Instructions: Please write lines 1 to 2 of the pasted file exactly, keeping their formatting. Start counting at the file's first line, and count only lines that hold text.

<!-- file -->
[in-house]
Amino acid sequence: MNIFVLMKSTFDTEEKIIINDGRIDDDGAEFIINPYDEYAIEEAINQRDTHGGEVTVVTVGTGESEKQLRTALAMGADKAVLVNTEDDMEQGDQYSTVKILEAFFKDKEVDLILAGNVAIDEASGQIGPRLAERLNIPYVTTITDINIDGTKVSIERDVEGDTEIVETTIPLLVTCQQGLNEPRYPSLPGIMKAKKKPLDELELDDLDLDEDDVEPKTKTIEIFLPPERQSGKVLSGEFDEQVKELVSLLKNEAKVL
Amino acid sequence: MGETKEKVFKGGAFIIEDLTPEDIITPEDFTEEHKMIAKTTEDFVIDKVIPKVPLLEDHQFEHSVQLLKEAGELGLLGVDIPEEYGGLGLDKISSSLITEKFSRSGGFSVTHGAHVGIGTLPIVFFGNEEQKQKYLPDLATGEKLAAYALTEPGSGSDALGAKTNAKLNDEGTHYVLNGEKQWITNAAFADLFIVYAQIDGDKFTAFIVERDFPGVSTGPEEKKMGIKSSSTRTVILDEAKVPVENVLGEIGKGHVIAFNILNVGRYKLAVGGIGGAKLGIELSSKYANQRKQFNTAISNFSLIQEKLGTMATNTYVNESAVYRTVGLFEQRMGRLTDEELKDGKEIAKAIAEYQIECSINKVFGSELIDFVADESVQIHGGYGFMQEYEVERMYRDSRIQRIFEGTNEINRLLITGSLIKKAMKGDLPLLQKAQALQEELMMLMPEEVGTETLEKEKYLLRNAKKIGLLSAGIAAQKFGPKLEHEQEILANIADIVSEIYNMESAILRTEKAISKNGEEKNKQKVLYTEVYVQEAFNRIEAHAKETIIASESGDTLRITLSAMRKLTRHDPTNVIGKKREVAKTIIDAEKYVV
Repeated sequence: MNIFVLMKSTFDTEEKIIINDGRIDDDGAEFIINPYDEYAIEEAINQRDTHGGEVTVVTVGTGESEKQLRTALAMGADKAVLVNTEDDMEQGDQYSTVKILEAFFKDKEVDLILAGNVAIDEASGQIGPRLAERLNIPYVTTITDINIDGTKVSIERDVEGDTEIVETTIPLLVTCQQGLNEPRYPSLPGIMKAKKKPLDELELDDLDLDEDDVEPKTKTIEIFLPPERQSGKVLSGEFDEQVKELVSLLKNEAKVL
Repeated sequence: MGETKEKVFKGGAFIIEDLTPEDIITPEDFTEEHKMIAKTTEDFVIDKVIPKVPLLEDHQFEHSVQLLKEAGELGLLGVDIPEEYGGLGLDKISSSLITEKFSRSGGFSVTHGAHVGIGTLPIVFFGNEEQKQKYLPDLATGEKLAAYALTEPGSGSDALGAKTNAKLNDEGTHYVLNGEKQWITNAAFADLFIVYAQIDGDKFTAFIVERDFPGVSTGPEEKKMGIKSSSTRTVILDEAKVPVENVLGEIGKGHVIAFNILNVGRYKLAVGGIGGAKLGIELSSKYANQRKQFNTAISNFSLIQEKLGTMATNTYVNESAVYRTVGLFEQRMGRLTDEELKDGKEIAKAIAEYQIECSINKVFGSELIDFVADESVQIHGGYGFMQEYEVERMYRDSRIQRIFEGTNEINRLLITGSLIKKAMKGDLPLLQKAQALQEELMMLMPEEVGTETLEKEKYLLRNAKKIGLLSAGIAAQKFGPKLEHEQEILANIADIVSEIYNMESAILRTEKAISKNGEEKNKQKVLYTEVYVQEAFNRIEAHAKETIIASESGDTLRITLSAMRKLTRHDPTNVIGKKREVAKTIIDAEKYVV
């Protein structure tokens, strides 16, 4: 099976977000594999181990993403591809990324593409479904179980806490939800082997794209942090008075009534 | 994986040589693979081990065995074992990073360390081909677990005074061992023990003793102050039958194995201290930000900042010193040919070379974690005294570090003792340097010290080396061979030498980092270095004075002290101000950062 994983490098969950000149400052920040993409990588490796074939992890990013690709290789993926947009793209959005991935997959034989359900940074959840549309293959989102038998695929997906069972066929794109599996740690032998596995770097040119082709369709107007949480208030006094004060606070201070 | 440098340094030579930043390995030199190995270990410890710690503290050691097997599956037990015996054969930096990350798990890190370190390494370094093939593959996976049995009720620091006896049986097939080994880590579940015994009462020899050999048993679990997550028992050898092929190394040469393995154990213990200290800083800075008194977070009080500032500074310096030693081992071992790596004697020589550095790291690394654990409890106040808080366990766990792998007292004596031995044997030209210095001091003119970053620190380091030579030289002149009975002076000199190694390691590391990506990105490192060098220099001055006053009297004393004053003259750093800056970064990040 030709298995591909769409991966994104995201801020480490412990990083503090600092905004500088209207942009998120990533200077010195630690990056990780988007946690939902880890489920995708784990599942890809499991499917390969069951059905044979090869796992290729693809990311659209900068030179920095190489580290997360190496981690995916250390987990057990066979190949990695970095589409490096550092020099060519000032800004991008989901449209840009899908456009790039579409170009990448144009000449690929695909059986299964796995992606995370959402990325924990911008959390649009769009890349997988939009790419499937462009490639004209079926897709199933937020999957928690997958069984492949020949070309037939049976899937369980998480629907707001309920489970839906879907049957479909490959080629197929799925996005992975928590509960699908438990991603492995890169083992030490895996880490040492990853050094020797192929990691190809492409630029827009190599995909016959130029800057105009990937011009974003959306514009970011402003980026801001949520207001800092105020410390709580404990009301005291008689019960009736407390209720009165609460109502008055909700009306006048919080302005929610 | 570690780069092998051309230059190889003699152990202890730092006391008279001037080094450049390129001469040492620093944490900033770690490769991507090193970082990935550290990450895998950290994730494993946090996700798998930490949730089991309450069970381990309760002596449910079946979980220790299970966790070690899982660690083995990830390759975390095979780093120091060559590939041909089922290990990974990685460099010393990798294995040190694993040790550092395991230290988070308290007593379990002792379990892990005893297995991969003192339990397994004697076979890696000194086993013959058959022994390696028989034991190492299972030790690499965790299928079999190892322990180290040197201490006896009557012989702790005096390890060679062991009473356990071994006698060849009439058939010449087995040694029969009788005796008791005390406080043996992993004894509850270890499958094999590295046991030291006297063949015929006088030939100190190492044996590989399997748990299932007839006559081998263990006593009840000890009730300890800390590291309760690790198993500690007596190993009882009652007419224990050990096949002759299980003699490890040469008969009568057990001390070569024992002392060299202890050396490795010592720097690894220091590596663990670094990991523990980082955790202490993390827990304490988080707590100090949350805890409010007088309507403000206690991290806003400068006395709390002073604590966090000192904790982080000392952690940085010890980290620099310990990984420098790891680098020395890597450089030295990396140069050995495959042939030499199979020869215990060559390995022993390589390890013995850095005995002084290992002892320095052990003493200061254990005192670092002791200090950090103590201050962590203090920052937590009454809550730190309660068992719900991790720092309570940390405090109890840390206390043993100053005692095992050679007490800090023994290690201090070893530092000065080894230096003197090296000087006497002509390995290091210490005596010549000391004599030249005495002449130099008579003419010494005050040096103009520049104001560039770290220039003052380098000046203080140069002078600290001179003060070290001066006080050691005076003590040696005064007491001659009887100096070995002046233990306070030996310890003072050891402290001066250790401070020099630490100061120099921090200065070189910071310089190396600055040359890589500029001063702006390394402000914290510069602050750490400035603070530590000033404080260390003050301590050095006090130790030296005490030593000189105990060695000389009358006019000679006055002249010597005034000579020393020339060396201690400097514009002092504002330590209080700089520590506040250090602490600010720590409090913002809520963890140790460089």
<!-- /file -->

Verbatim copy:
[in-house]
Amino acid sequence: MNIFVLMKSTFDTEEKIIINDGRIDDDGAEFIINPYDEYAIEEAINQRDTHGGEVTVVTVGTGESEKQLRTALAMGADKAVLVNTEDDMEQGDQYSTVKILEAFFKDKEVDLILAGNVAIDEASGQIGPRLAERLNIPYVTTITDINIDGTKVSIERDVEGDTEIVETTIPLLVTCQQGLNEPRYPSLPGIMKAKKKPLDELELDDLDLDEDDVEPKTKTIEIFLPPERQSGKVLSGEFDEQVKELVSLLKNEAKVL